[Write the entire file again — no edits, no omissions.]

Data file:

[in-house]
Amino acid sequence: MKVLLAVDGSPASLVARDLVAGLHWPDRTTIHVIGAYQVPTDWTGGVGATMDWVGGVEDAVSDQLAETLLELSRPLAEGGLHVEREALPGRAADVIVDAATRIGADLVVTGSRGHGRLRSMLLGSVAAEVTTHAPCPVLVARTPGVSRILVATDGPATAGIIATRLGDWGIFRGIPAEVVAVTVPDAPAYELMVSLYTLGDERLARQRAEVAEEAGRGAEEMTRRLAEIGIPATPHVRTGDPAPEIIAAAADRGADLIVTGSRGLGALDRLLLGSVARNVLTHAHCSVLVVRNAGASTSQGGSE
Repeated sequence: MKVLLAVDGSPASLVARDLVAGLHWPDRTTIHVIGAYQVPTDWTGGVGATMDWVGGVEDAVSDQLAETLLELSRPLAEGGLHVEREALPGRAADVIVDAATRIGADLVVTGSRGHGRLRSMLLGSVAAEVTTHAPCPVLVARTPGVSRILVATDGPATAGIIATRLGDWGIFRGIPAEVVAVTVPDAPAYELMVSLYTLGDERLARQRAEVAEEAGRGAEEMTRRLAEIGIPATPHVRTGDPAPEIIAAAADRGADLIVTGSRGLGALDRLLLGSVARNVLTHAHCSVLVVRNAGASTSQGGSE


[in-house]
Amino acid sequence: MKVLLAVDGSPASLVARDLVAGLHWPDRTTIHVIGAYQVPTDWTGGVGATMDWVGGVEDAVSDQLAETLLELSRPLAEGGLHVEREALPGRAADVIVDAATRIGADLVVTGSRGHGRLRSMLLGSVAAEVTTHAPCPVLVARTPGVSRILVATDGPATAGIIATRLGDWGIFRGIPAEVVAVTVPDAPAYELMVSLYTLGDERLARQRAEVAEEAGRGAEEMTRRLAEIGIPATPHVRTGDPAPEIIAAAADRGADLIVTGSRGLGALDRLLLGSVARNVLTHAHCSVLVVRNAGASTSQGGSE
Repeated sequence: MKVLLAVDGSPASLVARDLVAGLHWPDRTTIHVIGAYQVPTDWTGGVGATMDWVGGVEDAVSDQLAETLLELSRPLAEGGLHVEREALPGRAADVIVDAATRIGADLVVTGSRGHGRLRSMLLGSVAAEVTTHAPCPVLVARTPGVSRILVATDGPATAGIIATRLGDWGIFRGIPAEVVAVTVPDAPAYELMVSLYTLGDERLARQRAEVAEEAGRGAEEMTRRLAEIGIPATPHVRTGDPAPEIIAAAADRGADLIVTGSRGLGALDRLLLGSVARNVLTHAHCSVLVVRNAGASTSQGGSE